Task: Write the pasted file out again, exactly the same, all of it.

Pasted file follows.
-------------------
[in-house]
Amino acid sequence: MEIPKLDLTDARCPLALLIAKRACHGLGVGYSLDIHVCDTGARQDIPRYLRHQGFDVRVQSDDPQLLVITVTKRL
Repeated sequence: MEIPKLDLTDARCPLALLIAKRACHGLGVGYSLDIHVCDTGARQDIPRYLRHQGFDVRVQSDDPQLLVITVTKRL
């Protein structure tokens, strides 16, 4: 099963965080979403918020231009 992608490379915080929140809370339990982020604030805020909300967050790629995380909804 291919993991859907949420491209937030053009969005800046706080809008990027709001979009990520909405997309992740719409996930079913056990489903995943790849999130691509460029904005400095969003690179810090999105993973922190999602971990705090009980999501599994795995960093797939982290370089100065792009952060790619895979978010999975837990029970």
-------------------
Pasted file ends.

[in-house]
Amino acid sequence: MEIPKLDLTDARCPLALLIAKRACHGLGVGYSLDIHVCDTGARQDIPRYLRHQGFDVRVQSDDPQLLVITVTKRL
Repeated sequence: MEIPKLDLTDARCPLALLIAKRACHGLGVGYSLDIHVCDTGARQDIPRYLRHQGFDVRVQSDDPQLLVITVTKRL
């Protein structure tokens, strides 16, 4: 099963965080979403918020231009 992608490379915080929140809370339990982020604030805020909300967050790629995380909804 291919993991859907949420491209937030053009969005800046706080809008990027709001979009990520909405997309992740719409996930079913056990489903995943790849999130691509460029904005400095969003690179810090999105993973922190999602971990705090009980999501599994795995960093797939982290370089100065792009952060790619895979978010999975837990029970």